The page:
Call us for more information and/or to reserve a space. (707) 962-1623  (Liquid Fusion Kayaking offers kayak rentals for LFK classes only)

We look forward to seeing everyone so please drive and paddle safely.


by Cate Hawthorne (noreply@blogger.com) at September 19, 2014 11:04 am

josebelloseakayaking

Más sobre señales de marcación...boyas

Ya hemos hablado aquí bastante de señalización marítima. Para completar el catálogo de las diferentes boyas que podemos encontrarnos, nos quedan un par de ellas significativas.  




Marca de Peligro aislado
 
Las marcas de peligro aislado se colocan sobre un peligro de pequeñas dimensiones rodeado por todas partes de aguas navegables. Su marca de tope está formada por dos esferas negras superpuestas y la luz es blanca con un ritmo de grupo de dos destellos.

Marcas de aguas navegables 

Estas marcas están también totalmente rodeadas de aguas navegables, pero no señalan ningún peligro. Pueden utilizarse, por ejemplo, como marcas de eje de un canal o como señales de recalada. Las marcas de aguas navegables tienen un aspecto muy distinto de las boyas que balizan un peligro. Son esféricas, o de castillete o espeque, y su marca de tope es una esfera roja. Es el único tipo de marca con franjas verticales (rojas y blancas) en lugar de bandas horizontales. Cuando están provistas de luz, su color es blanco y los ritmos isofase, de ocultaciones, destellos largos, o el correspondiente a la letra Morse "A".

 
 
Foto Juan A Vico
Como comenté, en las entradas anteriores, hay que estar atento a las señales de marcación a la hora de su interpretación, pues están básicamente dirigidas a embarcaciones bastante mayores que las nuestras. Esto hace que la interpretación la mayoría de las veces sea opuesta en nuestro caso. 
                            
 

Foto Coco Castañeda

Por ejemplo, si vemos una señal de "aguas navegables" no significa que podemos relajarnos en nuestra navegación, más bien lo contrario, pues por ahí navegarán los grandes barcos, y además a su velocidad (que son muchos nudos).....

by Jose Bello (noreply@blogger.com) at September 19, 2014 10:40 am

Kanotisten.com
Kajak, Foto,Friluftsliv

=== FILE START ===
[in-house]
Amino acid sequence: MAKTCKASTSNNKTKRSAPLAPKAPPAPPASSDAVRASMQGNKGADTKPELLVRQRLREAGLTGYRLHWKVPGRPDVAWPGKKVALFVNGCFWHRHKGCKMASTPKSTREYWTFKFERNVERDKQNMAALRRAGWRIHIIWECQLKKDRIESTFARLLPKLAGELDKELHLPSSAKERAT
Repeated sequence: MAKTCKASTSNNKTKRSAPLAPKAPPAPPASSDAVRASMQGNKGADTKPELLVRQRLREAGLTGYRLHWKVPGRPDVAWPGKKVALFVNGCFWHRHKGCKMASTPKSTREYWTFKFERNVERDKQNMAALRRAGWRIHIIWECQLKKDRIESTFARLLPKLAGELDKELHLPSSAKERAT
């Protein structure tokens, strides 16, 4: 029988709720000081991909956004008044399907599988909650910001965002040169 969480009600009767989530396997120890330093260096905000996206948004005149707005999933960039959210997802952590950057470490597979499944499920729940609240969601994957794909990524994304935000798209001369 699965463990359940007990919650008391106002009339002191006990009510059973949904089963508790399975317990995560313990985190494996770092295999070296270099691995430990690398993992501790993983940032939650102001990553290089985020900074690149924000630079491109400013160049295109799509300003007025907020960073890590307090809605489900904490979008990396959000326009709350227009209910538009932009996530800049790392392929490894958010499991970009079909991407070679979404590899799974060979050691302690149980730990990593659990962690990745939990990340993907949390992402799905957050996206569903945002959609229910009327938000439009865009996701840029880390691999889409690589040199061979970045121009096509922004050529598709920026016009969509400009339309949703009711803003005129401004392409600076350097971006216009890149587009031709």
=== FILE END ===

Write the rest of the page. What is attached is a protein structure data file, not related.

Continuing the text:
The Wynnchester Adventurer Bedroll

Ska prova något nytt och kanske lite speciellt !

En canvas påse att sova i som även kan bli ett minitält eller typ bivack. Inte så lätt och kompakt men ska nog funka i kajaken, ska bli otroligt kul att prova, får paket på posten om några dagar…

 

http://www.wynnchester.co.uk/bedrolls/canvas-adventure-bedroll/

 

The Wynnchester Adventurer Bedroll

 

 

 

 

by Bengt Larsson at September 19, 2014 09:37 am

Kayak Yak
kayaking the We(s)t Coast of British Columbia

Whale on a SUP

Okay, so the whale is not on an SUP, but a guy off of Malibu was on an SUP when he was overtaken by a couple of whales. I'm thinking humpbacks, but what do I know from whales? And of course, he had a GoPro with him. Check out the video below:


Whales go where they want, of course. But how close is too close?
Fisheries and Environment Canada recommend that vessels (and that includes kayaks) should stay a minimum 100 metres away from whales. Don't approach from in front or behind, only from the sides.
What you should do if you see a whale? You can get more info from Be Whale Wise.

by noreply@blogger.com (John Herbert) at September 19, 2014 07:30 am

The Dash Point Pirate
I love wooden kayaks

“A Hospital in the Pines” Premieres at the Vancouver Alpen Club

Watch it now on Vimeo!

Katya and I premiered our short documentary, “A Hospital in the Pines” at the Alpen Club in Vancouver, BC this past Saturday. The event was a fundraiser for the Canadian nonprofit organization GO-MED, to help support their 2015 medical mission to the Philippines. A Bavarian-themed restaurant was an interesting choice of venue for showing a documentary about the Philippines. The place looked like something you would find in Leavenworth. A bar was conveniently located right outside of the large dining room and filled with elderly German gentlemen who sounded like they were all having a fine time. The very first thing I did after we showed up and tested the projector and sound system was to order myself a beer.

We ran a slide show as the servers were still setting up the tables. The slide show was a last minute idea. I thought it would be good to show some of the images of the Philippines we took on our trip as people showed up. Katya dug into her hard drive and came up with about 300 images and I added a few of my own. I was pleasantly surprised because I hadn’t seen most of her images before. She probably snapped a couple thousand during the trip and never had time to go through them more than once. So we spent about 45 minutes just sipping beer and watching the slide show, editing images on the fly before the first guests showed up. We let the show run through dinner until GO-MED president Lisa Bruhm got up to introduce the film.

image from http://s3.amazonaws.com/hires.aviary.com/k/mr6i2hifk4wxt1dp/14091904/a33bf22f-f44e-4e20-ad63-459169e17c52.png
Katya and me with GO-MED mission coordinator Cindy Moreno.

I have become a bit of an advocate for medical missions ever since I went to the Philippines two years ago with the Canadian non-profit group, GO-MED. At first I was primarily attracted to the challenges of practicing medicine in a developing country, but later I realized that you really gain a lot from volunteering, in terms of gratitude from the staff and patients, and friendships and connections you make along the way.